Swiss perspectives in 10 languages

Swiss regret Rio’s lack of “vision and commitment”

Environmental activists protesting in Rio, disappointed the summit did not call for an end to fossil fuel subsidies Keystone

Although the Rio+20 sustainability summit ended without delivering the vision or commitment needed for the future, Switzerland says the process is not dead.

It is a view shared by the Swiss media following the United Nations Conference on Sustainable Development – which closed on Friday after 193 nations agreed on a lackluster accord that largely reaffirms the goals of its predecessor, the 1992 Earth Summit.

“Based on its ambitions, the results of Rio+20 are very modest. But there were still some small successes,” stated the Saturday edition of the Tages-Anzeiger newspaper. These successes included sustainability goals and the introduction of a so-called green economy, defined as creating “well-being” and jobs without damaging ecosystems.

The summit’s outcome paper – a 49-page document called “The Future We Want” – received a tepid response.

“Essentially, it is not much more than a reaffirmation of the UN members to keep working on development that is socially, economically and ecologically sustainable,” pointed out Saturday’s Neue Zürcher Zeitung newspaper.

The weekend edition of Le Temps also lamented the overriding restraint. “The summit ended up delivering a very cautious statement, full of vague principles and processes to follow. Given the results, heads of state and government who planned to attend the summit gave up on it, as did Swiss President Eveline Widmer-Schlumpf.”

Not enough goals

Nor was the Swiss delegation completely satisfied with the results, though it highlighted the green economy concept as a “key tool” for living sustainably.

Environment Minister Doris Leuthard criticised the outcome paper for its lack of sustainability goals.

“Switzerland would have wanted clearly defined objectives by now,” Leuthard told the Swiss News Agency. However, she noted that there was no alternative to such conferences: “They create the pressure necessary to solve problems.”

She added that many positive impulses had been triggered in Rio de Janeiro, although many of these were not so easy to observe.

Franz Perrez, Switzerland’s Ambassador for the Environment and lead negotiator at the three-day conference, said he was convinced binding commitments would still happen.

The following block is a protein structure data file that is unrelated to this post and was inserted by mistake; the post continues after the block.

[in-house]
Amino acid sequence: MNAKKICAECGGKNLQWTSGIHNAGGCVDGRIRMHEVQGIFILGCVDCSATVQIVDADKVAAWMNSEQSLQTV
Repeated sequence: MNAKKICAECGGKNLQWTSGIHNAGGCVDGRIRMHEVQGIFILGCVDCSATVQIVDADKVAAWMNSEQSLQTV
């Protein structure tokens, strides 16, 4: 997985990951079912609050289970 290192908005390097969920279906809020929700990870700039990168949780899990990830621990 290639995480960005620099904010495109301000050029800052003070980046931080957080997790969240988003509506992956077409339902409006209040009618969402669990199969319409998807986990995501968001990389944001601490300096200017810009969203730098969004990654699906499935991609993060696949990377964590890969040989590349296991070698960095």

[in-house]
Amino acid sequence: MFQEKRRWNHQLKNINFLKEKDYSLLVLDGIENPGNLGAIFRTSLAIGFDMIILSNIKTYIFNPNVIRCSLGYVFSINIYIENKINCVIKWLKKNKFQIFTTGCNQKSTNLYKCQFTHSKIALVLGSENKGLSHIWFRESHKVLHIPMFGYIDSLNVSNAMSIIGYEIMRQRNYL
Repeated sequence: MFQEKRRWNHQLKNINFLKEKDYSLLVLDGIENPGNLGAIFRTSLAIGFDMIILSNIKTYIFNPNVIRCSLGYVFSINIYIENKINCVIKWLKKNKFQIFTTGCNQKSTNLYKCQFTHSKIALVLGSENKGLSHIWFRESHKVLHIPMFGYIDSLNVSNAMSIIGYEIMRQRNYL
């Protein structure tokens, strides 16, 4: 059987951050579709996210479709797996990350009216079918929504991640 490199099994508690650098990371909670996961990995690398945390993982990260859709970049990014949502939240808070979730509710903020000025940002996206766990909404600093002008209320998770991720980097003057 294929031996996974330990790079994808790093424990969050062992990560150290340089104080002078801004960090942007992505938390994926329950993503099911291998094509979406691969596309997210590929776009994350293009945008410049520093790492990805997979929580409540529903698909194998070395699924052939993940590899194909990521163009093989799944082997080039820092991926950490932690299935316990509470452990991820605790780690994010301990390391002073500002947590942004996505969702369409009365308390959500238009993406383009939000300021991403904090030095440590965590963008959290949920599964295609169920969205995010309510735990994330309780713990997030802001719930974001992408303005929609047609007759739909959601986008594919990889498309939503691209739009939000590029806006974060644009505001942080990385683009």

“The question is only whether it will  happen fast enough,” Perrez told Perrez is the head of the international affairs division at the Federal Environment Office.

The Neue Zürcher Zeitung also spoke of a grave disappointment to all those who were expecting concrete steps: “There were no new commitments made that would help to reduce hunger and poverty, to reduce greenhouse gas emissions or to stop the loss of biological diversity.”


Felix Gnehm, development expert at WWF Switzerland, and official member of the Swiss delegation to Rio+20, called it a wasted opportunity.

“The whole negotiations on a diplomatic and a political level were disappointing – the sense of urgency was lacking,” Gnehm told “But if you move outside the negotiation halls, when you talk to companies, progressive companies, when you talk to cities or social movements, they are all ready to move fast.”

Perrez said he thought it was wrong to see the results from negotiations as a zero-sum game where everybody had to be equally unhappy at the end.

“Achieving a good result probably would have made everybody happier in the long term. The goal has to be to take the decisions that are necessary for ensuring a sustainable future.”

He added that the outcome of Rio clearly did not achieve the goal of forming a sufficiently clear vision and commitment for the future that everybody wants and needs.

The summit, known as Rio+20, was never expected to generate the sort of landmark accords signed at the 1992 Earth Summit in Rio, which included a treaty on biodiversity and agreements that led to the creation of the Kyoto protocol on greenhouse gas emissions. 

The final accord reaffirms many of the goals of the 1992 summit. The word “reaffirm” is used 59 times in the 49-page document entitled “The Future We Want”. Signatories to the accord reaffirm the need to achieve sustainable development (but not mandating how); commitment to strengthening international cooperation (just not right now); and the need to achieve economic stability (with no new funding for the poorest nations).

Some of the biggest issues activists wanted to see in the document that didn’t make it in included a call to end subsidies for fossil fuels, language underscoring the reproductive rights of women, and some words on how nations might mutually agree to protect the high seas, areas that fall outside any national jurisdictions.

Throughout the three-day gathering and the week-long negotiations beforehand, the streets of central Rio and surrounding the suburban conference hall that hosted the summit were filled with

demonstrations by activists ranging from Indian tribes to environmentalists to anti-nuclear protesters.  

Popular Stories

Most Discussed

In compliance with the JTI standards

More: SWI certified by the Journalism Trust Initiative

You can find an overview of ongoing debates with our journalists here . Please join us!

If you want to start a conversation about a topic raised in this article or want to report factual errors, email us at

SWI - a branch of Swiss Broadcasting Corporation SRG SSR

SWI - a branch of Swiss Broadcasting Corporation SRG SSR